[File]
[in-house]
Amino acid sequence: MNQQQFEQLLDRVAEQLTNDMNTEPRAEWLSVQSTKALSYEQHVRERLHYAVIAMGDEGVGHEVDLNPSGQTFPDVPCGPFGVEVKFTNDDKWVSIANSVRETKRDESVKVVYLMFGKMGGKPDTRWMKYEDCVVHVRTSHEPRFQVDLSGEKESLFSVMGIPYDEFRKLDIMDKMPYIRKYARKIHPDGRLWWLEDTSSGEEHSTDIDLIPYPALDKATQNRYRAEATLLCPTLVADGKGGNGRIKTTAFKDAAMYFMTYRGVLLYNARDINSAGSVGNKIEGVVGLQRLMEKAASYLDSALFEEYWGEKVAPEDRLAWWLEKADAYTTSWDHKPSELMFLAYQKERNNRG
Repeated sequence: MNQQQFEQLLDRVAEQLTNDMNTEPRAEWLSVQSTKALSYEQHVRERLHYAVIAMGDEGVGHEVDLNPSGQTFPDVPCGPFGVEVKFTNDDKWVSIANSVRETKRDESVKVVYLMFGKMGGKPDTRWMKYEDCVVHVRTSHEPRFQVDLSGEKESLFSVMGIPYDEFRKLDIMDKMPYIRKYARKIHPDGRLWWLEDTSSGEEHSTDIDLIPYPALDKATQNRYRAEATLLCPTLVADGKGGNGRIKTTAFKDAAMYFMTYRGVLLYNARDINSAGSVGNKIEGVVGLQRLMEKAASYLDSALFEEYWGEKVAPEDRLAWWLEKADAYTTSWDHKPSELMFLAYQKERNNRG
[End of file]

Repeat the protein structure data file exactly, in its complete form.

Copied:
[in-house]
Amino acid sequence: MNQQQFEQLLDRVAEQLTNDMNTEPRAEWLSVQSTKALSYEQHVRERLHYAVIAMGDEGVGHEVDLNPSGQTFPDVPCGPFGVEVKFTNDDKWVSIANSVRETKRDESVKVVYLMFGKMGGKPDTRWMKYEDCVVHVRTSHEPRFQVDLSGEKESLFSVMGIPYDEFRKLDIMDKMPYIRKYARKIHPDGRLWWLEDTSSGEEHSTDIDLIPYPALDKATQNRYRAEATLLCPTLVADGKGGNGRIKTTAFKDAAMYFMTYRGVLLYNARDINSAGSVGNKIEGVVGLQRLMEKAASYLDSALFEEYWGEKVAPEDRLAWWLEKADAYTTSWDHKPSELMFLAYQKERNNRG
Repeated sequence: MNQQQFEQLLDRVAEQLTNDMNTEPRAEWLSVQSTKALSYEQHVRERLHYAVIAMGDEGVGHEVDLNPSGQTFPDVPCGPFGVEVKFTNDDKWVSIANSVRETKRDESVKVVYLMFGKMGGKPDTRWMKYEDCVVHVRTSHEPRFQVDLSGEKESLFSVMGIPYDEFRKLDIMDKMPYIRKYARKIHPDGRLWWLEDTSSGEEHSTDIDLIPYPALDKATQNRYRAEATLLCPTLVADGKGGNGRIKTTAFKDAAMYFMTYRGVLLYNARDINSAGSVGNKIEGVVGLQRLMEKAASYLDSALFEEYWGEKVAPEDRLAWWLEKADAYTTSWDHKPSELMFLAYQKERNNRG